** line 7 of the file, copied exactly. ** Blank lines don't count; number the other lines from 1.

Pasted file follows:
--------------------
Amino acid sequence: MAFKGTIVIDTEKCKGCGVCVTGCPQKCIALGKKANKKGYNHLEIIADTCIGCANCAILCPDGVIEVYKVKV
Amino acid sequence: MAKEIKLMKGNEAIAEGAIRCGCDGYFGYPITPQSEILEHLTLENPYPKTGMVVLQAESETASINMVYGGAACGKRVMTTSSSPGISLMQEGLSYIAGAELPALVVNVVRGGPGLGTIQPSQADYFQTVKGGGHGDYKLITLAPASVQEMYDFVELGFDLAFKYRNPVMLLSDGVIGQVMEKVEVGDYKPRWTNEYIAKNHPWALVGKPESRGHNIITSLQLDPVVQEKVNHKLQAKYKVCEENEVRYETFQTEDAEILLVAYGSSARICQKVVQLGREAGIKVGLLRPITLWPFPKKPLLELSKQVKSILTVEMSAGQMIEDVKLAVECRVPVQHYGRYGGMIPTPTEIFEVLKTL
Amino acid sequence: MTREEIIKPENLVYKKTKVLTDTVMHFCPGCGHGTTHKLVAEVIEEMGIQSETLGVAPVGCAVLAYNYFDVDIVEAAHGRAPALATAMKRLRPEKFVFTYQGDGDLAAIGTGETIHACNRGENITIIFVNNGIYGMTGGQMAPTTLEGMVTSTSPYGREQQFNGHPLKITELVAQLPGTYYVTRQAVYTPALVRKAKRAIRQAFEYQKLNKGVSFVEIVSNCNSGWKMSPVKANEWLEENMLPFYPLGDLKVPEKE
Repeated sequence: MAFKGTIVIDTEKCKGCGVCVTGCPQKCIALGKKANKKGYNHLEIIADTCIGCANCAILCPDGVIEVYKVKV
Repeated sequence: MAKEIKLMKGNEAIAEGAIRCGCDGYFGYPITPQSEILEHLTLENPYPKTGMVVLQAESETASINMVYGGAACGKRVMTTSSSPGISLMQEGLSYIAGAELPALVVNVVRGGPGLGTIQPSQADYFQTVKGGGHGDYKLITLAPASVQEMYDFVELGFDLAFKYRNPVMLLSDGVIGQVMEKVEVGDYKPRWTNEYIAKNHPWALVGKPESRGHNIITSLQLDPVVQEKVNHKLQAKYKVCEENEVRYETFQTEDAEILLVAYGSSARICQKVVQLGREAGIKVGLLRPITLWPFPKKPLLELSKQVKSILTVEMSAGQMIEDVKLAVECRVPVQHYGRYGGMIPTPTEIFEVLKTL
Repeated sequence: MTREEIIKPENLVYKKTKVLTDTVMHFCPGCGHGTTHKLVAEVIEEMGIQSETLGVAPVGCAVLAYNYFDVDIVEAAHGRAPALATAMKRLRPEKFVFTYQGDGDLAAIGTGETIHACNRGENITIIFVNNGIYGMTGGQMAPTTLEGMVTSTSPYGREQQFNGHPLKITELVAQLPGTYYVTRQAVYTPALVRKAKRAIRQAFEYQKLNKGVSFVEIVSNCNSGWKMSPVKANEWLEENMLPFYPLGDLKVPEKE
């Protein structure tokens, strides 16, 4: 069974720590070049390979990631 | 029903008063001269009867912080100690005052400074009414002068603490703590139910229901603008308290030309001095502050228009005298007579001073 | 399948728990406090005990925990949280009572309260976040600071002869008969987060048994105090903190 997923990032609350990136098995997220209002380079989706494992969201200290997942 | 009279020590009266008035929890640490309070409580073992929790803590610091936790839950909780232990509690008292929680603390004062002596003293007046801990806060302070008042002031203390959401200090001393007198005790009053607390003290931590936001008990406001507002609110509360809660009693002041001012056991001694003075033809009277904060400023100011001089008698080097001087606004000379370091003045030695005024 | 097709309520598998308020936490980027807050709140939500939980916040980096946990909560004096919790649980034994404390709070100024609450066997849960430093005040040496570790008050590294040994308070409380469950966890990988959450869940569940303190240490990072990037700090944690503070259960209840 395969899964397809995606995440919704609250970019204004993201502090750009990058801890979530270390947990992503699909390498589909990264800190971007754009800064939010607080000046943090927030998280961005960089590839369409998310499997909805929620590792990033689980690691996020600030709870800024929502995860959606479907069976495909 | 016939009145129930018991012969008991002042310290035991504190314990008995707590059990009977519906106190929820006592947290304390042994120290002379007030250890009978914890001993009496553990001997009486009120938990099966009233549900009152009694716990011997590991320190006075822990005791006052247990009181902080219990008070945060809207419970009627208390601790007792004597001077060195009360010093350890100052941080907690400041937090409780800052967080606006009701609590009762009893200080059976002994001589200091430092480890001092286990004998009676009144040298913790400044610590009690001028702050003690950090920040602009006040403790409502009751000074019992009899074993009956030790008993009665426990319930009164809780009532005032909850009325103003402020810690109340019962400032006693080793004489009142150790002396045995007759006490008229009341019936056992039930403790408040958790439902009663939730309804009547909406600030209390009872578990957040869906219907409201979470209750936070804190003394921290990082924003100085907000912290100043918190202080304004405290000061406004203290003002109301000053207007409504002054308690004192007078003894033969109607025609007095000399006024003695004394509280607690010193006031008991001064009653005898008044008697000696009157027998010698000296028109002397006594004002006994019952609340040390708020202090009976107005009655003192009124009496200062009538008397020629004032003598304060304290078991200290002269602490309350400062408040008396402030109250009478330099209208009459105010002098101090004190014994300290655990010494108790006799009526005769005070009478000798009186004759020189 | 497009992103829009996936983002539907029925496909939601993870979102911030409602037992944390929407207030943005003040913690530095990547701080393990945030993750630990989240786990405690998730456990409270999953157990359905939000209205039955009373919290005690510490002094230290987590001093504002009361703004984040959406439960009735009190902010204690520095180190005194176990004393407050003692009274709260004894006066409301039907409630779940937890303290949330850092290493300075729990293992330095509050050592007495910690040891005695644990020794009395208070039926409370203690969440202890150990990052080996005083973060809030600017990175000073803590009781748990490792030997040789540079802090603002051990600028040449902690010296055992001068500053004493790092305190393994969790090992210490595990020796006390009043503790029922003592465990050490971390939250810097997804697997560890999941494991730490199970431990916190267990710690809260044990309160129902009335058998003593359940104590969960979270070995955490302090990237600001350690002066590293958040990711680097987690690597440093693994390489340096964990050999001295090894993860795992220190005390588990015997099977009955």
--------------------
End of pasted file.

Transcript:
């Protein structure tokens, strides 16, 4: 069974720590070049390979990631 | 029903008063001269009867912080100690005052400074009414002068603490703590139910229901603008308290030309001095502050228009005298007579001073 | 399948728990406090005990925990949280009572309260976040600071002869008969987060048994105090903190 997923990032609350990136098995997220209002380079989706494992969201200290997942 | 009279020590009266008035929890640490309070409580073992929790803590610091936790839950909780232990509690008292929680603390004062002596003293007046801990806060302070008042002031203390959401200090001393007198005790009053607390003290931590936001008990406001507002609110509360809660009693002041001012056991001694003075033809009277904060400023100011001089008698080097001087606004000379370091003045030695005024 | 097709309520598998308020936490980027807050709140939500939980916040980096946990909560004096919790649980034994404390709070100024609450066997849960430093005040040496570790008050590294040994308070409380469950966890990988959450869940569940303190240490990072990037700090944690503070259960209840 395969899964397809995606995440919704609250970019204004993201502090750009990058801890979530270390947990992503699909390498589909990264800190971007754009800064939010607080000046943090927030998280961005960089590839369409998310499997909805929620590792990033689980690691996020600030709870800024929502995860959606479907069976495909 | 016939009145129930018991012969008991002042310290035991504190314990008995707590059990009977519906106190929820006592947290304390042994120290002379007030250890009978914890001993009496553990001997009486009120938990099966009233549900009152009694716990011997590991320190006075822990005791006052247990009181902080219990008070945060809207419970009627208390601790007792004597001077060195009360010093350890100052941080907690400041937090409780800052967080606006009701609590009762009893200080059976002994001589200091430092480890001092286990004998009676009144040298913790400044610590009690001028702050003690950090920040602009006040403790409502009751000074019992009899074993009956030790008993009665426990319930009164809780009532005032909850009325103003402020810690109340019962400032006693080793004489009142150790002396045995007759006490008229009341019936056992039930403790408040958790439902009663939730309804009547909406600030209390009872578990957040869906219907409201979470209750936070804190003394921290990082924003100085907000912290100043918190202080304004405290000061406004203290003002109301000053207007409504002054308690004192007078003894033969109607025609007095000399006024003695004394509280607690010193006031008991001064009653005898008044008697000696009157027998010698000296028109002397006594004002006994019952609340040390708020202090009976107005009655003192009124009496200062009538008397020629004032003598304060304290078991200290002269602490309350400062408040008396402030109250009478330099209208009459105010002098101090004190014994300290655990010494108790006799009526005769005070009478000798009186004759020189 | 497009992103829009996936983002539907029925496909939601993870979102911030409602037992944390929407207030943005003040913690530095990547701080393990945030993750630990989240786990405690998730456990409270999953157990359905939000209205039955009373919290005690510490002094230290987590001093504002009361703004984040959406439960009735009190902010204690520095180190005194176990004393407050003692009274709260004894006066409301039907409630779940937890303290949330850092290493300075729990293992330095509050050592007495910690040891005695644990020794009395208070039926409370203690969440202890150990990052080996005083973060809030600017990175000073803590009781748990490792030997040789540079802090603002051990600028040449902690010296055992001068500053004493790092305190393994969790090992210490595990020796006390009043503790029922003592465990050490971390939250810097997804697997560890999941494991730490199970431990916190267990710690809260044990309160129902009335058998003593359940104590969960979270070995955490302090990237600001350690002066590293958040990711680097987690690597440093693994390489340096964990050999001295090894993860795992220190005390588990015997099977009955």